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Considerations for an energy-efficient data centre

As the hunger for data grows, so do the requirements of a data centres. These demands have led to concerns about not only the high costs of building and operation data centres, but also their environmental impact. Traditional data centres are known for being among the most power-hungry ICT assets a business can own. As such, CIOs have come under increasing pressure to reduce energy consumption in the data centre, with an understanding that an energy efficient data centre can lower costs, risk profiles and environmental impacts.

But how does one achieve this? We’ve identified eight steps you can take to get you started on your journey to an energy-efficient data centre:

Step 1: Consider alternative locations, and delivery and management models

The first critical step to achieving an energy-efficient data centre is to evaluate the various delivery and management options that have become available in recent years. Cloud computing opens new avenues of opportunity for data centre managers striving to improve energy efficiency.

Step 2: Virtualise and consolidate

With appropriate analysis and consolidation, multiple devices can be combined into a single physical server that consumes only a fraction of the power of the original devices.

Step 3: Design a best-practice floor plan

Whether you’re designing a new data centre or upgrading your existing environment, make use of existing best practices in data centre floor plan designs. Examples of this include hot aisle/cold aisle layout, distribution of power across racks, and minimising (or possibly eliminating) underfloor cabling.

Step 4:  Redesign the data centre network

Networking can contribute significantly to energy savings: the deployment of specialist data centre network hardware offers significant benefits over general-purpose network hardware.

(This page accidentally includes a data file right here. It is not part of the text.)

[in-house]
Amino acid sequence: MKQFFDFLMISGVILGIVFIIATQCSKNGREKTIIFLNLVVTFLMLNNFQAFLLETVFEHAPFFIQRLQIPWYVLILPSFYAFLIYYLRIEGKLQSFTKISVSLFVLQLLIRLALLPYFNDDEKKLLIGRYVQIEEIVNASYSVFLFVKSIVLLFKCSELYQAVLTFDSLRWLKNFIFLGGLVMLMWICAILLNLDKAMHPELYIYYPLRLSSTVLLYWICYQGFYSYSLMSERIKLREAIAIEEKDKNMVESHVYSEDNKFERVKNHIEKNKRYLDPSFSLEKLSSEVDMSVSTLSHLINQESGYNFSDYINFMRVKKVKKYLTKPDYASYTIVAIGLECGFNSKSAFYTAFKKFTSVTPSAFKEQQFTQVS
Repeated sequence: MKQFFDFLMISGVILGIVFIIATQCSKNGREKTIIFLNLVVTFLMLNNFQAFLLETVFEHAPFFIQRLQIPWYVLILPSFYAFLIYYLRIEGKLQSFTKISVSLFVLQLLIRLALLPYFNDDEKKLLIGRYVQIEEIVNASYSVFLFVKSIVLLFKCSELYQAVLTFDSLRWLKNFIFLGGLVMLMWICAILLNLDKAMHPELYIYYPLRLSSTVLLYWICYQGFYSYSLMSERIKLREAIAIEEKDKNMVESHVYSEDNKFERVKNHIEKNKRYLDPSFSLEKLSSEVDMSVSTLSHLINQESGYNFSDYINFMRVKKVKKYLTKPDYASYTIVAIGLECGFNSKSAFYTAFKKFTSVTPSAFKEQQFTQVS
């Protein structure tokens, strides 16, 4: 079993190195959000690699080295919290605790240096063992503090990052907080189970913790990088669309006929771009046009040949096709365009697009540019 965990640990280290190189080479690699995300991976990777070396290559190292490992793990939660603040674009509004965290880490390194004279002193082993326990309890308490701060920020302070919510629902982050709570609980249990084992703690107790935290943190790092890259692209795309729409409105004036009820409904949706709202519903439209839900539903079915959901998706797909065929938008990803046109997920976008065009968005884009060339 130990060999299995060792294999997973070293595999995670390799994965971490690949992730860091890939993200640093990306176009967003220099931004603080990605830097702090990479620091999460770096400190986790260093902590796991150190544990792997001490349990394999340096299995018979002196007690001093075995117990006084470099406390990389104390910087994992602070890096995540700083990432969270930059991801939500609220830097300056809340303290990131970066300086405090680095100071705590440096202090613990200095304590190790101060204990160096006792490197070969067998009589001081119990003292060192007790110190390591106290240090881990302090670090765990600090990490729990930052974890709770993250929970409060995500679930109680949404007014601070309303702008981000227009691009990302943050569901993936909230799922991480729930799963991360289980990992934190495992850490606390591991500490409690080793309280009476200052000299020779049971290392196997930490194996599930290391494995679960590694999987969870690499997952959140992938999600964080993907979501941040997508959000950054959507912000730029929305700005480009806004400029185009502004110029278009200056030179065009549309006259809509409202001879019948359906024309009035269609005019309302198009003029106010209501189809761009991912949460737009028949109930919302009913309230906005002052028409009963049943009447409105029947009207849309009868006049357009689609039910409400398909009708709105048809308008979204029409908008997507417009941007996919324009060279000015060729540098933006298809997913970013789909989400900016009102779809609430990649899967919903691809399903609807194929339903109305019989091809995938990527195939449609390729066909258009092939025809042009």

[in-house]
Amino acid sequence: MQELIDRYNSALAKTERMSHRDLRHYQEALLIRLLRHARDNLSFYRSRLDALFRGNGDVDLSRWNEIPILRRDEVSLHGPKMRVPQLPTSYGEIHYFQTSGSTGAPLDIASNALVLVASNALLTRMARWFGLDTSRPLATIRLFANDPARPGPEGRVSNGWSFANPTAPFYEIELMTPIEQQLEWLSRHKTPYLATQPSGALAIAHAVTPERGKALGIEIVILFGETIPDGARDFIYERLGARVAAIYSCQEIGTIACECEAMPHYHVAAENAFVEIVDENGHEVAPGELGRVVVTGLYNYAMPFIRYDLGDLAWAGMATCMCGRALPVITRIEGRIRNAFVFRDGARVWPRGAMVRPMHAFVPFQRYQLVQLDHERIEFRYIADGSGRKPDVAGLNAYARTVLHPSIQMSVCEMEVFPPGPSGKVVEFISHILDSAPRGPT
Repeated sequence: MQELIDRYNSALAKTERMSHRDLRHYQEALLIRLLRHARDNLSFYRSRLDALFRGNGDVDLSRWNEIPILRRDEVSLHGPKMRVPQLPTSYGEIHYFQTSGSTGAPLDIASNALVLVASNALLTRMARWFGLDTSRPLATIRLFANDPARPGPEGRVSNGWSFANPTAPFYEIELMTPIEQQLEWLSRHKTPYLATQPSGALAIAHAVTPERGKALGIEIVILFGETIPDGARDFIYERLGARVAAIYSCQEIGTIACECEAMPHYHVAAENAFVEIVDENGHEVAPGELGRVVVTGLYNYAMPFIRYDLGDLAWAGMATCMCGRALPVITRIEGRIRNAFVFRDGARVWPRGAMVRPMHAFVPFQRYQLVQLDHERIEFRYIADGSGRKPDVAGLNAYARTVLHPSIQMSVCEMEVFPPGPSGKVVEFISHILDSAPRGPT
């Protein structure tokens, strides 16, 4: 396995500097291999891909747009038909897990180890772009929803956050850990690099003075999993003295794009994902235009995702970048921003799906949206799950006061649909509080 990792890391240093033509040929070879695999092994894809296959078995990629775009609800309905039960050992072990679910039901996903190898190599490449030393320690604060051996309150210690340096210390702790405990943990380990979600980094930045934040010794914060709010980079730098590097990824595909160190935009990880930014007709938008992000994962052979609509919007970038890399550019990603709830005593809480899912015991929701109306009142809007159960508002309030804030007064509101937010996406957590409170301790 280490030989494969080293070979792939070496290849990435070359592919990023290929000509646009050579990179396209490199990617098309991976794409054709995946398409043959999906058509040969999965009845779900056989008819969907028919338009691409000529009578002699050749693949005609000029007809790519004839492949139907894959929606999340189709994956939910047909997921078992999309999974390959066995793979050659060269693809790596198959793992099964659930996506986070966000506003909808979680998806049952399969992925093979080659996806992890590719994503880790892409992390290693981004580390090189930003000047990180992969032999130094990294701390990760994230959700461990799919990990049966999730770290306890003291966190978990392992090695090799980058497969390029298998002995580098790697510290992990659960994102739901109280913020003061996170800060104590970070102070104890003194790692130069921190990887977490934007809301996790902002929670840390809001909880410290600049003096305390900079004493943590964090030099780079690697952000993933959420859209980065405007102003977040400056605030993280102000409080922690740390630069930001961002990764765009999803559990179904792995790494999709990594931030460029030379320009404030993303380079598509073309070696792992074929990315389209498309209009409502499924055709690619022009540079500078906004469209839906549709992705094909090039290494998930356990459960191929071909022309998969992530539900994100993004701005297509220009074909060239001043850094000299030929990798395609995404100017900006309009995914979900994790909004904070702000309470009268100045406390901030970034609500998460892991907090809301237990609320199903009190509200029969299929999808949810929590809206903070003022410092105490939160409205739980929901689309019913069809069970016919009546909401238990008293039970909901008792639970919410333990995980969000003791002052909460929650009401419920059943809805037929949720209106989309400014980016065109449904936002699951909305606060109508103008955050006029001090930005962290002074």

Step 5: Use appropriate technology

Look for vendors that have power and cooling at the forefront of their research and development strategies, and then select equipment based on lifecycle costs that take into account the energy usage of servers.

Step 6: Take a new perspective on information lifecycle management

Information lifecycle management is the optimum allocation of storage resources that support a business. By implementing an ILM strategy, you can create greater efficiencies in data storage, which in turn lead to greater efficiencies in power consumption.

Step 7: Investigate liquid cooling

Liquid cooling systems use air or liquid heat exchangers to provide effective cooling and to isolate equipment from the existing heating, ventilation, and air conditioning system. Many organisations are welcoming liquid cooling systems into their infrastructures to achieve better cooling efficiency.

Step 8: Use power-saving technologies

It is more energy-efficient to power servers directly from a central DC supply. Alternatively, consider deploying higher-voltage air conditioning within the data centre when this is suitable for the technologies deployed.

The next-generation data centre approaches and technologies provide a means to rein in spiraling energy costs. Follow these simple steps and an energy-efficient data centre – and impressive cost savings – will be within your reach. To view each of these steps in more detail, view our latest thinking here.

Jahangir Naina

General Manager, Data Centre Business - Asia Pacific